CometCAD is a tool for creating circuit schematics and printed circuit boards (PCBs). With the tiny green board inside every electronic system deciding the complete functionality of the system, creating worthy designs take priority. With this thought in mind, this month we explore designing a PCB using CometCAD.
CometCAD is built for Windows and falls under free-use licence. Design of the PCB using this software is divided into three stages: symbols, circuit and layout. Let us take a look at how each of these translate to the expected end design we are looking for. To begin with, we have a few notable features.
Look at your drawings how you want
As you work with CometCAD, you have the option to customise the settings of the screen. You might be working on a tiny-screen laptop or a wide-screen desktop, but when dealing with design, the correct zoom and optimum aspect ratio turn out to be as important as the design itself. You also have the liberty to configure the workspace for your circuit, right from the size of the sheet to spacing and visibility of grid lines.
Leave behind a footprint
A footprint is a pattern describing the arrangement of pads or through-holes used to physically attach and electrically connect the components to a PCB. Effectively, it is similar to the map of the components on the board. With CometCAD, symbols can be linked to footprints, while off-page connectors can contain footprints other than for those that work as signal connectors.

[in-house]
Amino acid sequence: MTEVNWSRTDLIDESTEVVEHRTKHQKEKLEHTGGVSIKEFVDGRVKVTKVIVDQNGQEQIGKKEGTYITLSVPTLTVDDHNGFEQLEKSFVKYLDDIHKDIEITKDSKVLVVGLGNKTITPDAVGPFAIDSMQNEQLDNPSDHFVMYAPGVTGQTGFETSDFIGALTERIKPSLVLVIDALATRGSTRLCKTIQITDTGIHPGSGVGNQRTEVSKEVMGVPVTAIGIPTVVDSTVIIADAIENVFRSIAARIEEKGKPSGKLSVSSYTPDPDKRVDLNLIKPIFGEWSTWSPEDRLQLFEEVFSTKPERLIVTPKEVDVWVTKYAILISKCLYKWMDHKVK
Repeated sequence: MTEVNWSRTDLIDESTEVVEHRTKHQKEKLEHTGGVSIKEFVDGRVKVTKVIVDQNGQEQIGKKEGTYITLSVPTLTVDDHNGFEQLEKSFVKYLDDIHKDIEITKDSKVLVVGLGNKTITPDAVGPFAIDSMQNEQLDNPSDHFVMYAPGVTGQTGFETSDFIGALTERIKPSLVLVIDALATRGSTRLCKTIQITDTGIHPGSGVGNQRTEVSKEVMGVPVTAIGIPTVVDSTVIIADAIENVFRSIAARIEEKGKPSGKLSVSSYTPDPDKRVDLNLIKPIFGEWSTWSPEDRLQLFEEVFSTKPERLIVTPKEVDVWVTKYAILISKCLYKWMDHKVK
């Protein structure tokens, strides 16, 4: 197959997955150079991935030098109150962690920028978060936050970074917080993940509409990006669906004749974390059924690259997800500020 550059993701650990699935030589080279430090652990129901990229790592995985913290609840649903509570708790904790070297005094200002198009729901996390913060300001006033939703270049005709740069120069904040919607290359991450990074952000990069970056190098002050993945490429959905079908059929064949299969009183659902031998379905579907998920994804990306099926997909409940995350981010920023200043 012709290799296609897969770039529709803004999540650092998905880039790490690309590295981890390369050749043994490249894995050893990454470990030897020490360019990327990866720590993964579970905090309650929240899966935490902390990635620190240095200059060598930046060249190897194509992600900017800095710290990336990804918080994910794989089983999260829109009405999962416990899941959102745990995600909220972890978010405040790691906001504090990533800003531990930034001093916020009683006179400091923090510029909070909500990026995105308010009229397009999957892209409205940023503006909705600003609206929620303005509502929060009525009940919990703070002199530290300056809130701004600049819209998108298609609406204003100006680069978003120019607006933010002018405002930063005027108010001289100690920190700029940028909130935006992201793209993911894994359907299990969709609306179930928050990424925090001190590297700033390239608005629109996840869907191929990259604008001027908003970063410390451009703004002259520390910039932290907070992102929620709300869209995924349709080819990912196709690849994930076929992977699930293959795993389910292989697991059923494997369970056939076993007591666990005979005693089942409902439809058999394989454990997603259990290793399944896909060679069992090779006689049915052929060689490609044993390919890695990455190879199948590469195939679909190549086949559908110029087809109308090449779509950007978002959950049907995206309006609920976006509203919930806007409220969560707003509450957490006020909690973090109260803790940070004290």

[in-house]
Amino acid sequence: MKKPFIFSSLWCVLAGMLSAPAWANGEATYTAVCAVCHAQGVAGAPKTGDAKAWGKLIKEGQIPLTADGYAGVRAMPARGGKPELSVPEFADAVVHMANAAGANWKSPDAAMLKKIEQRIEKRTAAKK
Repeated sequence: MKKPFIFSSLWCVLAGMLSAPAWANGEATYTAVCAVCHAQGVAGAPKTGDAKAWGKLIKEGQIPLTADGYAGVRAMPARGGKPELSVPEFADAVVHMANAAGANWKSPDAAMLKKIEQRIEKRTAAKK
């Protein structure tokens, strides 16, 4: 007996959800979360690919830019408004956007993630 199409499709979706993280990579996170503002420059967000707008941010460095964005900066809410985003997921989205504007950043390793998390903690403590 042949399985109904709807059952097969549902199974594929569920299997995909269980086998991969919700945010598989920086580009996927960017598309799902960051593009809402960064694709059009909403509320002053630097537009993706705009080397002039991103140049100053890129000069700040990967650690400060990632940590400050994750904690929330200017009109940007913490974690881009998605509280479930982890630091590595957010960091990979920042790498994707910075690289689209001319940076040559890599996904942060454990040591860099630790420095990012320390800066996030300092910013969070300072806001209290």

The connectors then refer to the footprint for their pin configuration, which can be accessed individually, or the total number of pins can be split between sheets. Once created, symbols and footprints are stored in the library for further use. These are termed parts and can simply be added to the circuit like any ordinary symbol.
Fit in your PCB anywhere, anyhow
Often we see PCBs fitted onto other boards with nails or screws. Holes for these can be added in the design stage itself, via the tool. But the allowed size of the hole is fixed. If holes of other dimensions are needed, at design stage you can add a polygon around the region, so as not to route traces through that area. This is called a cut-out and can be milled in the final stage.
Architecting the board
You can choose to create a new PCB layout from scratch or update an existing PCB file, which is called forward annotation. Every PCB layout requires a circuit schematic as an input, and on importing the same, CometCAD allows you to estimate the area of the final PCB.
The layout editor allows you to edit the different layers of the PCB. The tool provides a polygon function, which can be used to set the borderline for your board and include gaps or cuts and copper planes on the PCB. These parameters will decide the fill rate area for the PCB. In other words, these will decide the area of the PCB that is available for the parts to be placed.